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Who not to invite to your Wedding

Unless you’ve decided to elope or are living away from family and friends in a foreign country, the issue for any bride or groom about who to invite to your wedding can be a potential minefield of hurt feeling or offended great aunts!

There is probably no aspect of wedding planning that causes more interpersonal stress and disagreements than the guest list. Whether you are negotiating with immediate family or your fiancé, treading carefully but having a firm plan about who will make the cut, will stand you in good stead and ensure you will have the special people present at your wedding who support you and your fiancé as you move forward into this next phase of your life together.

So we’ve decided to help you in the decision-making process and flip things around and look at who NOT to invite to your wedding.

You feel obligated to invite them – this is a biggie! If you feel like you have to invite the person in question, but you’d rather not, then your answer should probably be no. Inviting someone out of a sense of obligation (for whatever reason) is never great reasoning behind involving someone in your big life events. Especially if there is a financial outlay to having the person there. Just because you used to be neighbours when you were 4, doesn’t automatically entitle someone to come to your wedding.

This is the area where you will get a lot of input from parents and siblings about who they think should come to the wedding. It can be hard to negotiate on this, particularly if your parents are contributing financially to the wedding costs. But if you can clearly explain your reasoning and criteria it can sometimes help smooth things out a little. It’s best to give this some thought before you start the list planning. Having everyone on the same page right from the start will save arguments later on. Especially reminding family members that your wedding is about you and your fiancé, not about them and how they are perceived by their friends.

It can also be hard if you come from a big extended family. Discussing this with your fiancé and setting numbers for family members can help you whittle down the guest list.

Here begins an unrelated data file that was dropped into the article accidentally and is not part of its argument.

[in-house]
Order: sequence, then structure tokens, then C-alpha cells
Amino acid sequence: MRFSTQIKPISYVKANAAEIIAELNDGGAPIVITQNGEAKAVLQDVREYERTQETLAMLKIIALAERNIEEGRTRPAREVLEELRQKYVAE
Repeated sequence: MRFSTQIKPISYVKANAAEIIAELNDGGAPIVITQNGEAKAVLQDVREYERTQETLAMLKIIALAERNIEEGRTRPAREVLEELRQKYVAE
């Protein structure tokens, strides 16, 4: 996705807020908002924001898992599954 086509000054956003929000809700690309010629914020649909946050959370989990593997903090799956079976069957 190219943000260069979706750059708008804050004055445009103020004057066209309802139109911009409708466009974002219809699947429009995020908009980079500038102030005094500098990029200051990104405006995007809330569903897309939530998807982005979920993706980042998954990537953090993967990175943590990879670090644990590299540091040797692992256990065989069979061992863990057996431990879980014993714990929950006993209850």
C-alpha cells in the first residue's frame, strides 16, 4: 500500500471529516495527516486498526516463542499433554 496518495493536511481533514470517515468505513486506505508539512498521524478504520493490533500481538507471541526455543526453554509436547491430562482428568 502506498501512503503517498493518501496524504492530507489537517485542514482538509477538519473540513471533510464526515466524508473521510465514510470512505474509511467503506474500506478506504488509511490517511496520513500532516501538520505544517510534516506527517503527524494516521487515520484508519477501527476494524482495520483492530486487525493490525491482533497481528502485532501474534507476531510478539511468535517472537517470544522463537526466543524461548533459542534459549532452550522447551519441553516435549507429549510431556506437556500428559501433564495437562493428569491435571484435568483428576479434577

Do you think this person will still be involved in your life in 20 years?
Some friends you don’t speak to often, but when you do it’s like no time has passed. These are probably people you will still feel equally connected to in 20 years time and you’d want to come to your wedding. However there is a difference between this type of friend and a casual acquaintance you haven’t spoken to in 5 years.

Planning your guest list can turn into an exercise of examining your relationships and figuring out who you are most connected to and who you want share this next chapter with – it can get real deep, real fast! Under this category you’d find work colleagues, sports team mates, people from church etc. That a not to say these people shouldn’t be invited, but it’s wise to give some thought to how important they are in your life.

Once you overcome the hurdle of who to invite then you have the question of children or no children invited, plus ones etc etc. The decision making is endless!

Our main advice is, at the outset, make some decisions with your fiancé about what your criteria are for inviting people, guest numbers and budget. From there you can firmly, but gently, let the other people in your life know how things are going to be – the art is doing this without coming across as a bridezilla or it causing a great family rift!

Negotiation and compromise is all part in parcel of wedding planning, but having the people around you who will love and support you both in your new life together is something you can look back on with joy – rather than looking at photos and wondering “who was that guy in the red tie?”